In January 1943, Northrop was awarded a USAAF contract
for the design and construction of three prototypes
of a highly original rocket-propelled interceptor
fighter of all-wing configuration and designated XP-79.
To be powered by a single 907kg Aerojet
rocket motor, the XP-79 was to have accommodated its
pilot in the prone position, but, in the event, development
problems with the rocket led to cancellation of the
project. However, a contract was placed for the redesign
of the fighter for turbojet power, one prototype
being ordered as the XP-79B. Manufactured of Heliarc-welded
heavy-gauge magnesium plate, the XP-79B
featured reinforced wing leading edges which were intended
to enable it to withstand ramming attacks on
the tail surfaces of enemy bombers. Provision was also
made for an armament of four 12.7mm
machine guns. The wing was fitted with elevons and
bellows-type rudders, and power was provided by two
619kg Westinghouse 19B turbojets. The XP-79B was flown for the first time on 12 September
1945, but in a climbing turn during its second pass over
Muroc Dry Lake, an inadvertent roll was followed by a
stall and then a spin from which the pilot was unable to
recover, and following this accident the programme
| Take-off weight||3932 kg||8669 lb|
| Empty weight||2649 kg||5840 lb|
| Wingspan||11.58 m||38 ft 0 in|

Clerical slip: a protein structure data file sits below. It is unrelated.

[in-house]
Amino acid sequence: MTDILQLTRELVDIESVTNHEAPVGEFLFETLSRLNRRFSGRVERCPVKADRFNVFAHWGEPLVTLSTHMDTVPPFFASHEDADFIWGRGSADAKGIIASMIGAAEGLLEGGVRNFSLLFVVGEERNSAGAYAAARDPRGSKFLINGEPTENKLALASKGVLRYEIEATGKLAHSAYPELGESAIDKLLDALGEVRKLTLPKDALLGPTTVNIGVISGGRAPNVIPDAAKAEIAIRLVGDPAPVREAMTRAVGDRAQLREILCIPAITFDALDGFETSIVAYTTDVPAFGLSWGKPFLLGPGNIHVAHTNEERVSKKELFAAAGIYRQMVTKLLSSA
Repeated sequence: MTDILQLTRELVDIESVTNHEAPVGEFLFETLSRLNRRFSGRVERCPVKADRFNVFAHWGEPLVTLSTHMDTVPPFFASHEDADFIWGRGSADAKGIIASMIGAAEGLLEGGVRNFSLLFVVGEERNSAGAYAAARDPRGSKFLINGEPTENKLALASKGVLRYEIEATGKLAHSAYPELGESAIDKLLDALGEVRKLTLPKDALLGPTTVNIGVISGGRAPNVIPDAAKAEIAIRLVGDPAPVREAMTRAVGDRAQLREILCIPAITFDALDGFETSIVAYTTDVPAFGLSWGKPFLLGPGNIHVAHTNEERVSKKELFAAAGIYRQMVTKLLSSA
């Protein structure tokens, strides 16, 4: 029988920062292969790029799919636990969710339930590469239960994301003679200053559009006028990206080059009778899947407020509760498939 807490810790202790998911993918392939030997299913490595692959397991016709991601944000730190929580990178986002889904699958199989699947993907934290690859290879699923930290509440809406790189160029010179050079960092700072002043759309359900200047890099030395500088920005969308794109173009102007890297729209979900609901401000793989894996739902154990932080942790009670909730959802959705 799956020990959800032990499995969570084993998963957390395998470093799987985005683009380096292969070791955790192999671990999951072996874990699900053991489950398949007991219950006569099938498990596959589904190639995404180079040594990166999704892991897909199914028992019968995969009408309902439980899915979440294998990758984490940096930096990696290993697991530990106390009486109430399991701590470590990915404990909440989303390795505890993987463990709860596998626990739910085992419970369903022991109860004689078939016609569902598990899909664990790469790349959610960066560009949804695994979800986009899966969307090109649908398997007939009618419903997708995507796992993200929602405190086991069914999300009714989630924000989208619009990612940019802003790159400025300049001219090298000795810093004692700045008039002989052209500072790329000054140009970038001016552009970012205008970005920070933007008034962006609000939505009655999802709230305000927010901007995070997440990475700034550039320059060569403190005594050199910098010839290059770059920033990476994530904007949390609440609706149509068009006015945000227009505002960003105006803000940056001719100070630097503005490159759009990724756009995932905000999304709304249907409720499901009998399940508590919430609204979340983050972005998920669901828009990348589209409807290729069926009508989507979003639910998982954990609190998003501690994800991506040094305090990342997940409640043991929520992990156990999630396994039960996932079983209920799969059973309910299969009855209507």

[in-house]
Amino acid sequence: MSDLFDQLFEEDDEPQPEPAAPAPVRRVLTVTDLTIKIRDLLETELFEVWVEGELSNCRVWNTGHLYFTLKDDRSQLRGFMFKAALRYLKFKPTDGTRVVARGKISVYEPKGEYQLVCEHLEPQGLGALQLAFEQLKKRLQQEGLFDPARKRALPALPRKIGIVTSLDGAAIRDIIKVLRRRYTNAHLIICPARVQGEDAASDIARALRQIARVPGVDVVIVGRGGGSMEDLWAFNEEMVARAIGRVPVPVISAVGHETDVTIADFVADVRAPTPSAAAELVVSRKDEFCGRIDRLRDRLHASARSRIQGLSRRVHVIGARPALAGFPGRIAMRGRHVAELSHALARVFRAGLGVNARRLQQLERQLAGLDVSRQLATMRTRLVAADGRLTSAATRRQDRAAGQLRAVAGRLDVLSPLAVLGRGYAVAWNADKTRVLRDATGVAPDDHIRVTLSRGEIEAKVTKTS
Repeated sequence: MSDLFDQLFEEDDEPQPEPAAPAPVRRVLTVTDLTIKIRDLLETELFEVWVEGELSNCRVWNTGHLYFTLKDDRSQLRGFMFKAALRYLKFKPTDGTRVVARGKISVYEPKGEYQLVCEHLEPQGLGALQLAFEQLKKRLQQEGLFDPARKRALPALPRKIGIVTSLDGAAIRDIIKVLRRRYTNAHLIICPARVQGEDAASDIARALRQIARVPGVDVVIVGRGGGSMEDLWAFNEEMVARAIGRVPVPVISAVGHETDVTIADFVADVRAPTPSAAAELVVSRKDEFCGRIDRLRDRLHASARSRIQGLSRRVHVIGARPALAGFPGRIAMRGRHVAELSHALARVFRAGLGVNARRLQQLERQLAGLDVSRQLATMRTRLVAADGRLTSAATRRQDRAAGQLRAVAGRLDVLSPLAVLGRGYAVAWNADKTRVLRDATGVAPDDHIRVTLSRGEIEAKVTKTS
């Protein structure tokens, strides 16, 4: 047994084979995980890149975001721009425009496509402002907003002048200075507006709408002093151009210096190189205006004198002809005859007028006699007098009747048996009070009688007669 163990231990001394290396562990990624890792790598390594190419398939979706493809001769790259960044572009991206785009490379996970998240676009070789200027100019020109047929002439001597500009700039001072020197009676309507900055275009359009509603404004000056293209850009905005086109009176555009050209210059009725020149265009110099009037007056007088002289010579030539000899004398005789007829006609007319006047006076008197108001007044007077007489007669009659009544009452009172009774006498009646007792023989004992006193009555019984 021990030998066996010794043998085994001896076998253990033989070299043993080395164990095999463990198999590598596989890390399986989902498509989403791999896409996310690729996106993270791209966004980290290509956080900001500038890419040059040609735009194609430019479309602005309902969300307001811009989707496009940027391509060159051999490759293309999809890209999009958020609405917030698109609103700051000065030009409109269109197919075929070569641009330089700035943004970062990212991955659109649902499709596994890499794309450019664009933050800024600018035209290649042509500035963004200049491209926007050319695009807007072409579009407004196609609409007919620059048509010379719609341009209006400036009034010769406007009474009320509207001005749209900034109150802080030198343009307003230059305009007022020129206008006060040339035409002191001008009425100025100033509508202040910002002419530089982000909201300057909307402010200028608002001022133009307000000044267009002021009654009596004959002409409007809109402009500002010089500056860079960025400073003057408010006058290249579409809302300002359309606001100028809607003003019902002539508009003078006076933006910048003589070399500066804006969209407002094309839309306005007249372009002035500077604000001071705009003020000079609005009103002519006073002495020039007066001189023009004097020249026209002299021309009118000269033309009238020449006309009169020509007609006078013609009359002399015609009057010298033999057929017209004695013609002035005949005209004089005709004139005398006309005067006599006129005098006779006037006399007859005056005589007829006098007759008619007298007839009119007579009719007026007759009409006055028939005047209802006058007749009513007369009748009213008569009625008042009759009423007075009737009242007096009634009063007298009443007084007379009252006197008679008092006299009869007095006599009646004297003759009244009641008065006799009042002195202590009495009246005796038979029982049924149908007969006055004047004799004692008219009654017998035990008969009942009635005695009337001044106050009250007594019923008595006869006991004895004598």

| Length||4.27 m||14 ft 0 in|
| Height||2.13 m||7 ft 0 in|
| Wing area||25.83 m2||278.03 sq ft|
| Max. speed||880 km/h||547 mph|
| Range||1600 km||994 miles|
|A three-view drawing (1280 x 714)|
|jim greenwell, Jimgreenwell84=Yahoo.com, 29.05.2014|
My modeling class built one it took two months it flew great.
I got the plans off the internet. As a model aircraft it did great don't know about the real aircraft.
|x91-a6 Devirginator, theblindgman=gmail.com, 22.08.2011|
All y'all cracked peeps better be commenting.
Also, awesome plane. Scary, but damn cool looking.
|Ta-183 Huckebein, 24.05.2010|
Nice airplane! WOOT first comment! YEAH!!!!!!!! XD
Do you have any comments about this aircraft ?
FACTS AND FIGURES
© The XP-79B's pilot lay in a prone position,
theoretically giving tolerance of up to 20g. Although
the intention was to strike enemy aircraft using the
leading edges of the wings, finding volunteers to dive
on enemy bombers head first in a plastic bubble may
have proved difficult.
© The XP-79B's structure was
largely magnesium, assembled
using Northrop's patented
Heliarc welding process.
© The pilot controlled the ailerons with
a tiller bar in front of him and rudders
mounted at his feet, which worked the
opposite way to normal. Intakes at the
wingtips supplied air for the unusual